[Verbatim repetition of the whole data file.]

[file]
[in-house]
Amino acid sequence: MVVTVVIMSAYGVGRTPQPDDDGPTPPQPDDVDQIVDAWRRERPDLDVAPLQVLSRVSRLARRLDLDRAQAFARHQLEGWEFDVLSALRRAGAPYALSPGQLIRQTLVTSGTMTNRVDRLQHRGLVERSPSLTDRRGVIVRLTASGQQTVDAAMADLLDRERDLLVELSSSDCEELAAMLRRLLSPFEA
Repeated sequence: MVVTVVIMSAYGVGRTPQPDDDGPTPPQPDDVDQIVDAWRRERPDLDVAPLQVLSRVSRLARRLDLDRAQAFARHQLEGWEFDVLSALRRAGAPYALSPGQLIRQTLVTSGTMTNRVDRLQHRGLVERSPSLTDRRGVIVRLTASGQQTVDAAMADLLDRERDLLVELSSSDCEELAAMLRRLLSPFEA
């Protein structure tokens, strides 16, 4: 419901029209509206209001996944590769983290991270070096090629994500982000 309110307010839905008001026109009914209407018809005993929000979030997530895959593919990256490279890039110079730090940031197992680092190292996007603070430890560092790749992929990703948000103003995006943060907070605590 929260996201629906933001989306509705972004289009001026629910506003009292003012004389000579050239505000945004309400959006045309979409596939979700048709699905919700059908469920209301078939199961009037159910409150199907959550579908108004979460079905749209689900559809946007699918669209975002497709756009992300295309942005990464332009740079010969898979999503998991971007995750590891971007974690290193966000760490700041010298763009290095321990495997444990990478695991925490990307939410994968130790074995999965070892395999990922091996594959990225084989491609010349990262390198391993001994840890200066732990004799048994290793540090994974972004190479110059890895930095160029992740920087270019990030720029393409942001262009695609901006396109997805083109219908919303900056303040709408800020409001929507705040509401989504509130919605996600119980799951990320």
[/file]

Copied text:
[in-house]
Amino acid sequence: MVVTVVIMSAYGVGRTPQPDDDGPTPPQPDDVDQIVDAWRRERPDLDVAPLQVLSRVSRLARRLDLDRAQAFARHQLEGWEFDVLSALRRAGAPYALSPGQLIRQTLVTSGTMTNRVDRLQHRGLVERSPSLTDRRGVIVRLTASGQQTVDAAMADLLDRERDLLVELSSSDCEELAAMLRRLLSPFEA
Repeated sequence: MVVTVVIMSAYGVGRTPQPDDDGPTPPQPDDVDQIVDAWRRERPDLDVAPLQVLSRVSRLARRLDLDRAQAFARHQLEGWEFDVLSALRRAGAPYALSPGQLIRQTLVTSGTMTNRVDRLQHRGLVERSPSLTDRRGVIVRLTASGQQTVDAAMADLLDRERDLLVELSSSDCEELAAMLRRLLSPFEA
């Protein structure tokens, strides 16, 4: 419901029209509206209001996944590769983290991270070096090629994500982000 309110307010839905008001026109009914209407018809005993929000979030997530895959593919990256490279890039110079730090940031197992680092190292996007603070430890560092790749992929990703948000103003995006943060907070605590 929260996201629906933001989306509705972004289009001026629910506003009292003012004389000579050239505000945004309400959006045309979409596939979700048709699905919700059908469920209301078939199961009037159910409150199907959550579908108004979460079905749209689900559809946007699918669209975002497709756009992300295309942005990464332009740079010969898979999503998991971007995750590891971007974690290193966000760490700041010298763009290095321990495997444990990478695991925490990307939410994968130790074995999965070892395999990922091996594959990225084989491609010349990262390198391993001994840890200066732990004799048994290793540090994974972004190479110059890895930095160029992740920087270019990030720029393409942001262009695609901006396109997805083109219908919303900056303040709408800020409001929507705040509401989504509130919605996600119980799951990320």